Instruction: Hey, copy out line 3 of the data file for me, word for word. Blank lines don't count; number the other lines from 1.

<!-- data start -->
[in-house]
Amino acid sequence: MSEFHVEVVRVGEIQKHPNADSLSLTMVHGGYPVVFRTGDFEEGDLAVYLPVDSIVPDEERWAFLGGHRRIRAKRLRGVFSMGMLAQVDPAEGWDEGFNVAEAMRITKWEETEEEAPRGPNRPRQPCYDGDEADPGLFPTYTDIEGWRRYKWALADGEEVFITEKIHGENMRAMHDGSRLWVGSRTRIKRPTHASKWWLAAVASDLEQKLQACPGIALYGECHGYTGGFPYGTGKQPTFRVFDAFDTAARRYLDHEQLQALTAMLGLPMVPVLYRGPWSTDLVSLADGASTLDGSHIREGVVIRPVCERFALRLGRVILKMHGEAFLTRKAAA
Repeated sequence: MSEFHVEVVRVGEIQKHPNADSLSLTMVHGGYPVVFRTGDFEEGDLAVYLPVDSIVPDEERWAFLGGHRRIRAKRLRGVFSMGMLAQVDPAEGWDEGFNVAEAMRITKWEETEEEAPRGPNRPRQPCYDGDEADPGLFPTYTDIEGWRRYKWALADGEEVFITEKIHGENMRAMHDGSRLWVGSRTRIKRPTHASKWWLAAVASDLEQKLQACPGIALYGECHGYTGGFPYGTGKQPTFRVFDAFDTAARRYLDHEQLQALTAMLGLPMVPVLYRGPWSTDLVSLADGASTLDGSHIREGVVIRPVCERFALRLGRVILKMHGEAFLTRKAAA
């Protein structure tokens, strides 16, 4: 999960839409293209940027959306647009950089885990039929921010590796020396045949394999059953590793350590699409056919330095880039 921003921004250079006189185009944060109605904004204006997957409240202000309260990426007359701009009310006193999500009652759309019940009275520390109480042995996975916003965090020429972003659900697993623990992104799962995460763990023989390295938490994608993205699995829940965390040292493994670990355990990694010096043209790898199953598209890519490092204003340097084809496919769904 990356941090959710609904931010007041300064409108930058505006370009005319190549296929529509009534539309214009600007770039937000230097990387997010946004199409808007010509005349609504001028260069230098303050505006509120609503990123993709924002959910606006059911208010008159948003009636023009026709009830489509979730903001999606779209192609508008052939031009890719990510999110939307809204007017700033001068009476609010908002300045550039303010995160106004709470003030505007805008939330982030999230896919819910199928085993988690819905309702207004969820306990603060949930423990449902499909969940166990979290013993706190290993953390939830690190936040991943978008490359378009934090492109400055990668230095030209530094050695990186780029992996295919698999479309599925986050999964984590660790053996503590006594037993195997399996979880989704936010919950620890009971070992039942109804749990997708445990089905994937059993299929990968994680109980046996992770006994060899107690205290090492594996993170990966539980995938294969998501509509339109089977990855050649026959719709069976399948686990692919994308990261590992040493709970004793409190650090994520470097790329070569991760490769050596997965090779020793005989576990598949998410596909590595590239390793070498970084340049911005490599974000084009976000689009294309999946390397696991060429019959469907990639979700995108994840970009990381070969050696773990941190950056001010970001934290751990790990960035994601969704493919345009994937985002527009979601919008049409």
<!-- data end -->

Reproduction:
Repeated sequence: MSEFHVEVVRVGEIQKHPNADSLSLTMVHGGYPVVFRTGDFEEGDLAVYLPVDSIVPDEERWAFLGGHRRIRAKRLRGVFSMGMLAQVDPAEGWDEGFNVAEAMRITKWEETEEEAPRGPNRPRQPCYDGDEADPGLFPTYTDIEGWRRYKWALADGEEVFITEKIHGENMRAMHDGSRLWVGSRTRIKRPTHASKWWLAAVASDLEQKLQACPGIALYGECHGYTGGFPYGTGKQPTFRVFDAFDTAARRYLDHEQLQALTAMLGLPMVPVLYRGPWSTDLVSLADGASTLDGSHIREGVVIRPVCERFALRLGRVILKMHGEAFLTRKAAA